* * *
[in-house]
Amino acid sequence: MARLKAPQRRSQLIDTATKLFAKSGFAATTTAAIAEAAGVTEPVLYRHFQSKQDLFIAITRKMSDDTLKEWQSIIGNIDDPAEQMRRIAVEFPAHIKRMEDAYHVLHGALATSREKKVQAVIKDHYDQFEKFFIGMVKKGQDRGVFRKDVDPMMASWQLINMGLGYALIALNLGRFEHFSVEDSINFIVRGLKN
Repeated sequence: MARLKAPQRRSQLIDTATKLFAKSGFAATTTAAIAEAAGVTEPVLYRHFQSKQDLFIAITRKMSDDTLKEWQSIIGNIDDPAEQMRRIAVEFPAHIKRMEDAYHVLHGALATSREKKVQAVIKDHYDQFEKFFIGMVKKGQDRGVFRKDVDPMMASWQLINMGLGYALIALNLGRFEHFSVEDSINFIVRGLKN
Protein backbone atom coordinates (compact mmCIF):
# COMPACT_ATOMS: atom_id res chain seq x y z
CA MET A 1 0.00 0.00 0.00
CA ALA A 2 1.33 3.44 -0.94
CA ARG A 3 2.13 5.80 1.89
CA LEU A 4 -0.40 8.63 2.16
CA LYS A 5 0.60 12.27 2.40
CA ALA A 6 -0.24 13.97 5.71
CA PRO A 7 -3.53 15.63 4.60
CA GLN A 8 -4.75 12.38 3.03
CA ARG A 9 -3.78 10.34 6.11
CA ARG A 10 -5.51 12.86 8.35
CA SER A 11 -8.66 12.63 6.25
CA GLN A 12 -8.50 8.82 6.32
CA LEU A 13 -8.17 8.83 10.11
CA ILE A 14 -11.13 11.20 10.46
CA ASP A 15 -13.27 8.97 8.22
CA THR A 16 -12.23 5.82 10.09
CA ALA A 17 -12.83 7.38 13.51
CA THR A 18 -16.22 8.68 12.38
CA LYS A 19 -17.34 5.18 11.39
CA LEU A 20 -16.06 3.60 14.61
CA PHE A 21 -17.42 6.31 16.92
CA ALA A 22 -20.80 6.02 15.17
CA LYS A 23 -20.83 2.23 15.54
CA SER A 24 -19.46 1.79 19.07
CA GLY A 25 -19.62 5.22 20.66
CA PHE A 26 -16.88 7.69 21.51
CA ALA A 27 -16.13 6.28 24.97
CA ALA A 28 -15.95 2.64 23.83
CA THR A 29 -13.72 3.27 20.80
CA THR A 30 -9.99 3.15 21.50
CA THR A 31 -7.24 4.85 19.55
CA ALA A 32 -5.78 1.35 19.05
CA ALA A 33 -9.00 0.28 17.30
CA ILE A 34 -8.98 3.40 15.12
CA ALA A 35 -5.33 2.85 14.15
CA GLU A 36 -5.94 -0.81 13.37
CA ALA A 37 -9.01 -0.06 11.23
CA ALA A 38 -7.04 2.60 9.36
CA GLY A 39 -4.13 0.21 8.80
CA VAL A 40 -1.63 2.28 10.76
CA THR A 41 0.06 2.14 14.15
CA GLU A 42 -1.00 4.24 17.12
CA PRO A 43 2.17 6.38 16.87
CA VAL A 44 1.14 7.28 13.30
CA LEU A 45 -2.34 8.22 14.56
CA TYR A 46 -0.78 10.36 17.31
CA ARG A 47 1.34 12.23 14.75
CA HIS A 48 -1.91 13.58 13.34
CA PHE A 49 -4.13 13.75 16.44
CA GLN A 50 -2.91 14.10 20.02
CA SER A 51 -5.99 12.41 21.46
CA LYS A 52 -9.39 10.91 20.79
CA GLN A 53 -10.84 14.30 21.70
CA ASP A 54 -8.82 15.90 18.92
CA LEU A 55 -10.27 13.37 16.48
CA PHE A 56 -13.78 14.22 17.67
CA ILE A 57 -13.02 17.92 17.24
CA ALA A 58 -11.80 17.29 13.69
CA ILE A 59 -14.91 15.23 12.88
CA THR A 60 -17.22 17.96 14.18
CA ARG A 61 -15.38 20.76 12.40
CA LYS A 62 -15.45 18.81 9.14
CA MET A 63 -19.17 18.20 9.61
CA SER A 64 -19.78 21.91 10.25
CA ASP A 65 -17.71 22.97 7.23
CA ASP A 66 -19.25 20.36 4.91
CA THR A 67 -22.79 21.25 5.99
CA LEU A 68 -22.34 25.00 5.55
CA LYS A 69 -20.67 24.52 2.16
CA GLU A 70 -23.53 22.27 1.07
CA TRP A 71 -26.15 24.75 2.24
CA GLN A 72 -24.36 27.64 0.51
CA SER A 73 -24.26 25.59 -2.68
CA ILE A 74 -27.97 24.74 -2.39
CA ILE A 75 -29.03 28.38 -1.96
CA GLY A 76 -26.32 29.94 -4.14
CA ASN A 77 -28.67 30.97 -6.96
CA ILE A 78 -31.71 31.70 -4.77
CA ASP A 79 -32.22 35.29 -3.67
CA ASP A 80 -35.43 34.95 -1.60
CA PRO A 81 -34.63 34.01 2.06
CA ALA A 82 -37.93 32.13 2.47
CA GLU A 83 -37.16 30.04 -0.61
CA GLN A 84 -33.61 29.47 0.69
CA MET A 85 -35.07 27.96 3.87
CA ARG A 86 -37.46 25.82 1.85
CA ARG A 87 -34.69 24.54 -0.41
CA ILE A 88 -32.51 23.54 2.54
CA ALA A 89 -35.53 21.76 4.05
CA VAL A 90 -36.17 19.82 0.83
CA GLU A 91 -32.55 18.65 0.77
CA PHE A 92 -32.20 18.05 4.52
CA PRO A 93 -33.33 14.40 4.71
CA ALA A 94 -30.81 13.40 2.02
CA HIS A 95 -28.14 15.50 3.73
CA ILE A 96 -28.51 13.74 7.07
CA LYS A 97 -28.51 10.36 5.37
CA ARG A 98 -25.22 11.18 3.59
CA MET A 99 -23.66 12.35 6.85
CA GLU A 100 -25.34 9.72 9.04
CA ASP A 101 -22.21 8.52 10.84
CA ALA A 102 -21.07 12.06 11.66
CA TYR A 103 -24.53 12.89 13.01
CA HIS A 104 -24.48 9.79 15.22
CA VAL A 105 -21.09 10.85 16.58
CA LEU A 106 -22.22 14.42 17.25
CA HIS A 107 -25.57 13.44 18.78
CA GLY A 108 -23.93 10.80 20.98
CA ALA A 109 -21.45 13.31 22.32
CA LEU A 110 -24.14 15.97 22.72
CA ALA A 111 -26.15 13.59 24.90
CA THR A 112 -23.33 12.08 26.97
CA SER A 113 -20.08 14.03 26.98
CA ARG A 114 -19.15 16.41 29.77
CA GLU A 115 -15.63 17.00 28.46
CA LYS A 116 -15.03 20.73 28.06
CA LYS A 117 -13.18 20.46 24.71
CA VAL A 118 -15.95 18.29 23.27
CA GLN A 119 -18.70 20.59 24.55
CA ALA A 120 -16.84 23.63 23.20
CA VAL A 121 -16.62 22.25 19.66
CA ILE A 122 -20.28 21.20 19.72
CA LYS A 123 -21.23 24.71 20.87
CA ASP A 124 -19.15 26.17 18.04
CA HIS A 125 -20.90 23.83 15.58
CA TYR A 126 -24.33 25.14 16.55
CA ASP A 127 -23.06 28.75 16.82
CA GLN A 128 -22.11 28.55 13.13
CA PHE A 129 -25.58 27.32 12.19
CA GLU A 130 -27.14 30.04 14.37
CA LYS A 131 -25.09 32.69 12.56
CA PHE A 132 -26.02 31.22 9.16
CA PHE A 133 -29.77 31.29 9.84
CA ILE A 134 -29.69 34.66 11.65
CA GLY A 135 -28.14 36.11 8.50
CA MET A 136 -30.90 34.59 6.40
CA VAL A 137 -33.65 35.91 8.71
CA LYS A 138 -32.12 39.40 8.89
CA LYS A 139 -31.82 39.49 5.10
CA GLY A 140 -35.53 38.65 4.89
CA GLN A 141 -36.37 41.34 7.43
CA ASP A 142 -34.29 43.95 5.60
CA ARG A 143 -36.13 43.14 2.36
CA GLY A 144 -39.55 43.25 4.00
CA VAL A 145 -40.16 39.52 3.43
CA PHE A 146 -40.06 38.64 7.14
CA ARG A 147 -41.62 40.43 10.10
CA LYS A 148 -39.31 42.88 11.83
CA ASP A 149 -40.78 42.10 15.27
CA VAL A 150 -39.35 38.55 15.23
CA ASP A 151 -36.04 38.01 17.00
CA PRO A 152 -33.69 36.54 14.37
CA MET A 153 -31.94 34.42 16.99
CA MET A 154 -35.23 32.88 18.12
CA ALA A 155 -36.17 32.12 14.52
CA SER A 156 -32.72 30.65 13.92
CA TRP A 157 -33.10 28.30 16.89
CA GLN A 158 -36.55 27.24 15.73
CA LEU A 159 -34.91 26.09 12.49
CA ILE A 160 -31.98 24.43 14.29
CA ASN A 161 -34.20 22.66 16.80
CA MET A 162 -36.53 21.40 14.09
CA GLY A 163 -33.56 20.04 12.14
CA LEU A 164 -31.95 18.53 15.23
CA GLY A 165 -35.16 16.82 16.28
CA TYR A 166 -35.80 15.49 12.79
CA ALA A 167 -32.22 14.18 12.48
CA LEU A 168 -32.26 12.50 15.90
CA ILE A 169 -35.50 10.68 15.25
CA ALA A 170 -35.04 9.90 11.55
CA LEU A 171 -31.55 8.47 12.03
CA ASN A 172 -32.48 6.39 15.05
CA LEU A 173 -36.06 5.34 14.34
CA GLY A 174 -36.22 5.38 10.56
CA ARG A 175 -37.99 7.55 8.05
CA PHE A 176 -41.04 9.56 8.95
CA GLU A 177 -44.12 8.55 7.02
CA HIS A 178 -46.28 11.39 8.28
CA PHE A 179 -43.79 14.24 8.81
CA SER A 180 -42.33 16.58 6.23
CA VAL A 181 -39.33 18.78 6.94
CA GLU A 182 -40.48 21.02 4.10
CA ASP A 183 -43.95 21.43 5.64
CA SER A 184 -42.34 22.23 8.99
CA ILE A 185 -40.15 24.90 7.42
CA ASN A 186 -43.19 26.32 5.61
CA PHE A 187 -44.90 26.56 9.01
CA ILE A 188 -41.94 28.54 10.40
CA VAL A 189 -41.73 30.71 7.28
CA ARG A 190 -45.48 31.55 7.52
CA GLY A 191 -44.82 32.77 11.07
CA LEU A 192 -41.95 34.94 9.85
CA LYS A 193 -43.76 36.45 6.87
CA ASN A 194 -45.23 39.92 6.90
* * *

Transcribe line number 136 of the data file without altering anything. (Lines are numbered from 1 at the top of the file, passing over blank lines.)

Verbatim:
CA LYS A 131 -25.09 32.69 12.56